Exposing the Anti-labour Thrust of Karnataka Government


As Karnataka approaches elections, here is a close look at the anti-labour policies adopted by the incumbent Karnataka government:


1.     Impact on lives of workers during the COVID-19 pandemic:

During the COVID-19 pandemic, lakhs of workers lost their jobs, weren't paid wages for the periods they had worked, and were pushed into utter penury. The government failed to ensure the provision of basic necessities, including food, to these workers and gave rise to a situation where migrant workers were forced to walk hundreds of kilo metres to their homes. Moreover, the government sought to amend laws to the detriment of workers, by increasing working hours and reducing minimum wages.

2.     Pushing Away Workers from the Protection of the Law:

The government promulgated the Industrial Disputes and Certain Other Laws (Karnataka Amendment) Ordinance, 2020, in July 2020, raising the threshold level to 300 for the applicability of various laws and pushing lakhs of workers outside the protection of the law.

While the law previously prohibited termination in establishments employing less than 100 workers without government permission, this minimum threshold level was increased to 300. This pushed workers in establishments with less than 300 workers outside the protection of the law.

The Factories Act, which provided health and safety measures in factories with more than 20 workers, was amended to increase the threshold from 20 to 40, placing those units with less than 40 workers outside the law, denying them basic rights of health and safety.

The Contract Labour (Regulation and Abolition) Act, 1970, was amended to increase the threshold from 20 to 50 workmen, placing establishments with less than 50 workers outside the protection of the law, thus denying them the most basic rights including wages, equal pay for equal work, restrooms, among others. This law brought in the form of an ordinance, in the middle of the COVID-19 pandemic, was a blow to the democratic processes and the basic rights of workers.

3.     Increase in working hours:

In 2023, the Karnataka Legislature passed the Factories (Karnataka Amendment) Act, 2023, which increased the daily working hours from the present 9 hours to 12 hours, taking away the most basic right of workers to an 8-hour work day. While world over, the discussion is of reducing the number of working hours, the BJP government has chosen to increase the working hours.

Several studies have linked 12 hour shifts to negative impact on general health, including problems with cognitive anxiety, musculoskeletal disorders, sleep disturbance, and stress.. A report showed that these amendments were brought in due to the lobbying of Apple and its manufacturing partner Foxconn.

4.     Lifting prohibition on night-shift for women:

The Factories (Karnataka Amendment) Act, 2023, allows employers to engage women to work night shifts in factories, which was previously prohibited. The deletion of prohibition against employment in night shifts is nothing more than an extension of exploitative practices against women workers. In the name of freedom, women are compelled to work in the night. Consent taken from women workers to be employed at night would be nothing more than an unfree choice, thus a travesty of justice. Moreover, women workers are being pushed into a situation where they are made vulnerable to harassment, tortures and sexual violence when proper safety mechanisms are not put in place.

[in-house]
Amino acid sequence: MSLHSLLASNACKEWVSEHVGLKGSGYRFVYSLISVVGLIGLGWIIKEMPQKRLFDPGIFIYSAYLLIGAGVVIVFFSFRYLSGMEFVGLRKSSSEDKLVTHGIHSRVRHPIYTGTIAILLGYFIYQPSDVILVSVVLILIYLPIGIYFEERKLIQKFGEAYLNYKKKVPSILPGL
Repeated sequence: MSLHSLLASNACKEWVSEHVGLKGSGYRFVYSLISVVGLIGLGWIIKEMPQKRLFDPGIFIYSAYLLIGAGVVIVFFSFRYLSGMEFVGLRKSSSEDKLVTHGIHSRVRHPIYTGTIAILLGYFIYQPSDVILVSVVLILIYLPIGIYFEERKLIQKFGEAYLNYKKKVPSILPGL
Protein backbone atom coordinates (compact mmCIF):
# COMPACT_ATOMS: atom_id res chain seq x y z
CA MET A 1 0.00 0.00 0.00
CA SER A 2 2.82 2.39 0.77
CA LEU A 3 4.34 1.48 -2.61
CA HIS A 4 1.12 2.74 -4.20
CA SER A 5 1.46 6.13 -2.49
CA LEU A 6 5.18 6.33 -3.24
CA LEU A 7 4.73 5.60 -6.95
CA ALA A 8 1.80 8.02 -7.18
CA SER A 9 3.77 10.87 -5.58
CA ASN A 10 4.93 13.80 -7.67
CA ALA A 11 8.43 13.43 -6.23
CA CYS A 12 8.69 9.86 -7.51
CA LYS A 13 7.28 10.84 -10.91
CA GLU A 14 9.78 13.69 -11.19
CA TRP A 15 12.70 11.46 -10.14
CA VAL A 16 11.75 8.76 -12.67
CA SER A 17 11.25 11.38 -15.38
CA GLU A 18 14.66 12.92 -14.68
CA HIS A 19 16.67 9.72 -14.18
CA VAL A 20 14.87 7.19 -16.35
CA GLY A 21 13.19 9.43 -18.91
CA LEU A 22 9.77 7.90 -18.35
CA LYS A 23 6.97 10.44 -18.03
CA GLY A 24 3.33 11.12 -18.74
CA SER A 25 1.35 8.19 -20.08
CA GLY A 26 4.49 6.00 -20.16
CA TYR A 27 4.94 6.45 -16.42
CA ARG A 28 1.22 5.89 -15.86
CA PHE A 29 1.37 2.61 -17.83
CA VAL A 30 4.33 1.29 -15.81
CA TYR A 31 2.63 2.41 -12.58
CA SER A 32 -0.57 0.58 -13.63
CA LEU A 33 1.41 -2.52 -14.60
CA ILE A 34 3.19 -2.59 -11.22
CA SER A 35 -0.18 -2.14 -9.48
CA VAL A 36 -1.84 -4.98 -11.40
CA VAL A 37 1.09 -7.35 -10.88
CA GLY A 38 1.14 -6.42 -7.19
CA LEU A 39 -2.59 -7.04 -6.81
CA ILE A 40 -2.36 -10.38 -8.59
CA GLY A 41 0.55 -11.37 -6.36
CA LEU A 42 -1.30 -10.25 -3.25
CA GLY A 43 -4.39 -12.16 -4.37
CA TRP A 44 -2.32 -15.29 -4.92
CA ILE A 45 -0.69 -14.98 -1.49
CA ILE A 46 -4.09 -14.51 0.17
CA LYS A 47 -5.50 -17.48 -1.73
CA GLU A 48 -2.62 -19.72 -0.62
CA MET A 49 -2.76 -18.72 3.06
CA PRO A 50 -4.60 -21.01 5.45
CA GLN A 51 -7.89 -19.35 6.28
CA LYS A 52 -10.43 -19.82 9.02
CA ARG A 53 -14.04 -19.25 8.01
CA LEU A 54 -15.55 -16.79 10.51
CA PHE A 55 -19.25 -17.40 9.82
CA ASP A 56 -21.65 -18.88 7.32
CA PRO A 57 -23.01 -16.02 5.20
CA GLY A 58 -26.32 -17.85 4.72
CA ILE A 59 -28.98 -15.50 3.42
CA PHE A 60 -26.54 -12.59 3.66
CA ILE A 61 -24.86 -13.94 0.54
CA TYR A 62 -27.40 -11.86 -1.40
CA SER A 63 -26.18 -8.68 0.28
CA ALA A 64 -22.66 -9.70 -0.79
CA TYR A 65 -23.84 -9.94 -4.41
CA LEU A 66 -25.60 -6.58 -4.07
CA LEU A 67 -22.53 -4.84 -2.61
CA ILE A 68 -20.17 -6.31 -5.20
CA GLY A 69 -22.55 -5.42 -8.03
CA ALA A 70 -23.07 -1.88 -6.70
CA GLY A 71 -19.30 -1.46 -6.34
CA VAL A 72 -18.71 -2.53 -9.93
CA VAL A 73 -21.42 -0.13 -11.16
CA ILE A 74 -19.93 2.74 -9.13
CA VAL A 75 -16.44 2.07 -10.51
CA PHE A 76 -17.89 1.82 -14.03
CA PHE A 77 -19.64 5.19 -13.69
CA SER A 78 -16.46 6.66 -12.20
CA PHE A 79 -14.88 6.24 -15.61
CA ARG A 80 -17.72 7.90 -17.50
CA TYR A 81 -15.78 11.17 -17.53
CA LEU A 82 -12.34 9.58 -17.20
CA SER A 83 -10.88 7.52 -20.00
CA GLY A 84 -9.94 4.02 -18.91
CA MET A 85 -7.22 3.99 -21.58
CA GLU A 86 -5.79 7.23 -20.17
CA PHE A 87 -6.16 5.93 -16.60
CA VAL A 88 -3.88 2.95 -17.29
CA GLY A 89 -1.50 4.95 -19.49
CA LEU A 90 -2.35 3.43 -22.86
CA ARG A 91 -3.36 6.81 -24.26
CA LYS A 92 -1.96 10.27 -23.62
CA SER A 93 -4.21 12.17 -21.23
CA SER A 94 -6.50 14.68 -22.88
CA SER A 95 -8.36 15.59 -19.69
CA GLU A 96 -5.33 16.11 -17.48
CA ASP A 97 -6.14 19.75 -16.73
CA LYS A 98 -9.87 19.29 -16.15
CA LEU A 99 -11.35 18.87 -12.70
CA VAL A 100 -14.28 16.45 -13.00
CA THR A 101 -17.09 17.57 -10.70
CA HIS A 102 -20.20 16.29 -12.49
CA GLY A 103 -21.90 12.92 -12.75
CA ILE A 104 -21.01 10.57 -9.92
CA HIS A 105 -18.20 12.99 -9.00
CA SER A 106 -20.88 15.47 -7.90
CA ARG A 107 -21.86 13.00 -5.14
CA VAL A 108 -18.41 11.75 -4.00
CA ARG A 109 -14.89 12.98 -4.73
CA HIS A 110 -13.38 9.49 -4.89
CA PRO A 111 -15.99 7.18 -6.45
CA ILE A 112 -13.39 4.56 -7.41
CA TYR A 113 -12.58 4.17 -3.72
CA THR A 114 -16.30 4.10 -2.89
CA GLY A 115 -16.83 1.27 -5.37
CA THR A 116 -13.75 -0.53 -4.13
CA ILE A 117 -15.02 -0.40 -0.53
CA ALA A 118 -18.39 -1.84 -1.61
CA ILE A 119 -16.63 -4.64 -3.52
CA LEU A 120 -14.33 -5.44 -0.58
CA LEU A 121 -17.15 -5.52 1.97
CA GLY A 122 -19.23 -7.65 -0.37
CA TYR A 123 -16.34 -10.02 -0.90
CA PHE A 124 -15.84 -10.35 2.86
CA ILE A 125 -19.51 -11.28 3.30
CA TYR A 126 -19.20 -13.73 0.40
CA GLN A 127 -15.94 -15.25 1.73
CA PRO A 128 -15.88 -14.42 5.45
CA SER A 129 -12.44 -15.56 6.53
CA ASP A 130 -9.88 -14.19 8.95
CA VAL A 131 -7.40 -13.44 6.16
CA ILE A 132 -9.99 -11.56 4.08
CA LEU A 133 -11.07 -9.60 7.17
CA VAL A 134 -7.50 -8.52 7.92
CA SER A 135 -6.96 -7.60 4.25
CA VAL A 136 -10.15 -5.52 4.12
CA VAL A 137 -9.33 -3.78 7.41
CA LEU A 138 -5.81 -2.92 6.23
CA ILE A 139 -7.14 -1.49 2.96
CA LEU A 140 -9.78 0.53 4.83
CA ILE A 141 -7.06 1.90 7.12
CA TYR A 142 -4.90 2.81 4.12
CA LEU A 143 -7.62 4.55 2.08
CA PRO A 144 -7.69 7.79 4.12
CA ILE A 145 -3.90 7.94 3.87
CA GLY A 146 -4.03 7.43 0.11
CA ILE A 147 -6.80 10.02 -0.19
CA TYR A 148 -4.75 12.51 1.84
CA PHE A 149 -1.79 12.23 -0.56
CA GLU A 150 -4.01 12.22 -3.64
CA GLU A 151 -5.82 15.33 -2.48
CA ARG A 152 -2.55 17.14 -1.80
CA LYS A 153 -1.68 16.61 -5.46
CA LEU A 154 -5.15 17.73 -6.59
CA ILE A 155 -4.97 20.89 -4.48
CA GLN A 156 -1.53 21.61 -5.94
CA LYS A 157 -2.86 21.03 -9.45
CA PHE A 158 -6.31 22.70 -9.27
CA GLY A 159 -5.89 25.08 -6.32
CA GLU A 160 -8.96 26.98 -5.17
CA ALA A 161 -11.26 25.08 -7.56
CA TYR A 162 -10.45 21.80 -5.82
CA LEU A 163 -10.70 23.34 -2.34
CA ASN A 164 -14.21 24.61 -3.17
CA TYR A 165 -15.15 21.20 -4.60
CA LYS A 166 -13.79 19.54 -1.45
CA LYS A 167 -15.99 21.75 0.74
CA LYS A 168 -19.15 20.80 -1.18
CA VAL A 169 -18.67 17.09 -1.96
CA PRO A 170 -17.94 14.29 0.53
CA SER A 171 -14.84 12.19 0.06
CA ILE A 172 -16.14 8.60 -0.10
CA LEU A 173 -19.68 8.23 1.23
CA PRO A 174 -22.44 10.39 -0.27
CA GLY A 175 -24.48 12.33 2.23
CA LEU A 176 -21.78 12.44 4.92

Several studies have also found that night shifts result in several health issues for workers, including even increasing the possibility of cancer in workers who work night shifts, and the effort must be to reduce night shifts across gender.

5.     Betrayal of the assurances made to sanitation workers:

After a four day strike in July, 2022, the Chief Minister assured pourakarmikas / sanitation workers that all of them would be made permanent and that the contract system would be completely abolished in solid waste management, with drivers and helpers being brought on direct payment within 4 months. However, even 9 months later, the promise remained unfulfilled and the government has betrayed the pourakarmikas on the assurances made to them.

6.     Reduction in minimum wages of dyeing and printing, silk and textile industries: In a first, the government reduced the minimum wages payable in dyeing and printing, silk and textile industries by Rs.130 per day thereby pushing the workers into penury even as these industries continue to make extremely high profits. The wages notified for the garment industry, a highly profitable export-oriented industry, was also marginal and less than that of other industries.

7.     Failure to ensure the rights of workers and criminalization of workers seeking rights:

Workers at Wistron, which manufactures iPhones at Narasapura Industrial Estate in Kolar district, were forced to work in 12 hour shifts, women were forced to illegally work in night shifts, while not being paid wages properly in highly exploitative working conditions. In December 2020, workers protested seeking basic rights when their grievances were not heard. However, instead of addressing their grievances, hundreds of workers were arrested and the government defended the actions of the company.